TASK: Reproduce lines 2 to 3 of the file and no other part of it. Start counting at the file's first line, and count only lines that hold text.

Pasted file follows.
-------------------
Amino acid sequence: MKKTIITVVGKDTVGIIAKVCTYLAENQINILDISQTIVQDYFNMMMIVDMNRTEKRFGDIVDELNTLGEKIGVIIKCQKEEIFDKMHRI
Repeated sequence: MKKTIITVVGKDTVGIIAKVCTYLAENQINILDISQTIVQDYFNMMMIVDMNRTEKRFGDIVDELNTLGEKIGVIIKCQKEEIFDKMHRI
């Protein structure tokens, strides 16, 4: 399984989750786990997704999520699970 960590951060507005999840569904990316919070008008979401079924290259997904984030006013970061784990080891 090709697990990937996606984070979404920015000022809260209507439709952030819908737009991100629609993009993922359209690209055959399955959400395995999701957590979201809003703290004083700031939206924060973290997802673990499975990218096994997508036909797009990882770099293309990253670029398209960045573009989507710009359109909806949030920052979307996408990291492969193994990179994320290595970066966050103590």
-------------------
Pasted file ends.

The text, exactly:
Repeated sequence: MKKTIITVVGKDTVGIIAKVCTYLAENQINILDISQTIVQDYFNMMMIVDMNRTEKRFGDIVDELNTLGEKIGVIIKCQKEEIFDKMHRI
């Protein structure tokens, strides 16, 4: 399984989750786990997704999520699970 960590951060507005999840569904990316919070008008979401079924290259997904984030006013970061784990080891 090709697990990937996606984070979404920015000022809260209507439709952030819908737009991100629609993009993922359209690209055959399955959400395995999701957590979201809003703290004083700031939206924060973290997802673990499975990218096994997508036909797009990882770099293309990253670029398209960045573009989507710009359109909806949030920052979307996408990291492969193994990179994320290595970066966050103590």